Nelson Mandela's body has been laid to rest in a family plot, after political and religious leaders paid tribute to South Africa's first black president at a state funeral service.
His widow, Graca Machel, and President Jacob Zuma were present for the private, traditional Xhosa burial at Mr Mandela's ancestral home in Qunu.
Mr Zuma had earlier told the larger funeral service that South Africans had to take his legacy forward.
Mr Mandela died on 5 December aged 95.
The last of 10 days of commemorations for Mr Mandela began with his coffin being taken on a gun carriage from his home to a giant marquee where his portrait hung behind 95 candles – each representing a year of his life.
The coffin, draped in the South African flag, was placed beneath a lectern where speakers paid their tributes.
Some guests sang and danced to celebrate Mr Mandela's life as the service began.
After the national anthem, the service heard from a family spokesman, Chief Ngangomhlaba Matanzima, who thanked the army medical team that had treated Mr Mandela before he died.
“A great tree has fallen, he is now going home to rest with his forefathers. We thank them for lending us such an icon.”
Close friend Ahmed Kathrada, told mourners he had lost an “elder brother” who was with him for many years in prison on Robben island.
Mr Kathrada's voice filled with emotion as he spoke of the difficulty of recent months and of how he had held his friend's hand the last time he saw him in hospital.
“Farewell my dear brother, my mentor, my leader,” he said.
Two grandchildren then addressed the congregation. Ndaba who read an obituary, and Nandi, who spoke fondly of her grandfather as a disciplinarian.
“We shall miss you… your stern voice when you are not pleased with our behaviour. We shall miss your laughter,” said Nandi.
Listening to the tributes were Graca Machel and Mr Mandela's second wife, Winnie-Madikizela Mandela. They sat either side of President Jacob Zuma.
Both women were praised for their love and tolerance, in an address by Malawi's President Joyce Banda.
African National Congress members, veterans of the fight against apartheid and foreign dignitaries – including several African presidents and the Prince of Wales – were among the guests.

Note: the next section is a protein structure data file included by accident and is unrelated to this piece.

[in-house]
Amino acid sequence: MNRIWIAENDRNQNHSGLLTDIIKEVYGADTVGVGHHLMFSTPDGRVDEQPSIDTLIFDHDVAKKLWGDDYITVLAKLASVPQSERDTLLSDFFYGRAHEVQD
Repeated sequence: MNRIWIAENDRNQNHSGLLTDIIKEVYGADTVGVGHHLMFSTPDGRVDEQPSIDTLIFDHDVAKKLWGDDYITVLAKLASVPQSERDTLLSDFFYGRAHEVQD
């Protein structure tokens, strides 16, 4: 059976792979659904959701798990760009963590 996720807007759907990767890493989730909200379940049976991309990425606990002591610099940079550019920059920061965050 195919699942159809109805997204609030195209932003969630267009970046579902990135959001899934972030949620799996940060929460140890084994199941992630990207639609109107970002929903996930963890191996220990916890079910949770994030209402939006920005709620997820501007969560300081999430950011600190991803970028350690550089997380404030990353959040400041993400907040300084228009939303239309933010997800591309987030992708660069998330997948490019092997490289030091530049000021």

Archbishop Desmond Tutu – a long-time friend of Nelson Mandela – was also there, as was US talk-show host Oprah Winfrey.
While the service took place, a 21-gun salute sounded far away in Pretoria.
President Zuma, who was booed at last week's stadium commemoration in Soweto, led the service in song before giving his funeral oration.
It had been been a long and painful week, he said.
“Whilst the long walk to freedom has ended in the physical sense, our own journey continues.”
An unexpected contribution came from Kenneth Kaunda, 89-year-old former president of Zambia, who lightened the tone of the proceedings by jogging to the stage.
He recounted failed appeals he had made to two South African leaders, John Vorster and PW Botha, for the release of Mr Mandela and his ANC colleagues from prison.
As the political tributes overran, the organisers made an unsuccessful attempt to cut back the religious element of the service.
The master of ceremonies, ANC Deputy President Cyril Ramaphosa, had earlier explained that burial had to take place at midday, in line with the traditions of Mr Mandela's Thembu tribe in Qunu.
“A person of Mandela's stature is meant to be laid to rest when the sun is at its highest and when the shadow is at its shortest.”
The BBC's Pumza Fihlani says it was a fitting send-off for a man widely seen as the “father of the nation”.
As the state funeral drew to a close, military pallbearers carried the coffin to the grave site for the more private ceremony.
There, a chaplain spoke of Mr Mandela achieving ultimate freedom at the end of a “truly long walk”.
George Bizos, another close friend who was part of Mr Mandela's legal team at his 1964 Rivonia trial, was among those who attended the private burial.
“We have known each other for 65 years. Now he is gone,” he said.
Three helicopters trailing South African flags then flew over the scene followed by six jets. TV pictures of the grave site came to a close.
British entrepreneur Richard Branson, who attended the burial, said Desmond Tutu told mourners Nelson Mandela “doesn't need a stone – he is in all of our hearts”.
The former archbishop was at the private ceremony despite conflicting statements on Friday about whether he had been invited.
According to tradition, the Thembu community were holding a private traditional Xhosa ceremony – including songs and poems about Mr Mandela's life and his achievements.
An ox was due to be slaughtered and a family elder was to stay near the coffin, to talk “to the body's spirit”.
'Sad but happy'
The burial brought to an end more than a week of mourning across South Africa.
Tens of thousands of people flocked to the FNB stadium for a public memorial on Tuesday, to hear President Barack Obama and other international leaders pay tribute to Mr Mandela.
Over the next three days, at least 100,000 people saw the former president's body lying in state in Pretoria. Thousands more had to be turned away.
On Saturday, Mr Mandela's coffin was flown from Waterkloof airbase in Pretoria to Mthatha in the Eastern Cape.
A military guard of honour then took the casket on a 20-mile (32km) route to Qunu, where Mr Mandela had wanted to spend his final days.
Crowds waving flags and cheering and singing lined the route, which culminated at the Mandela homestead.
Source: BBC News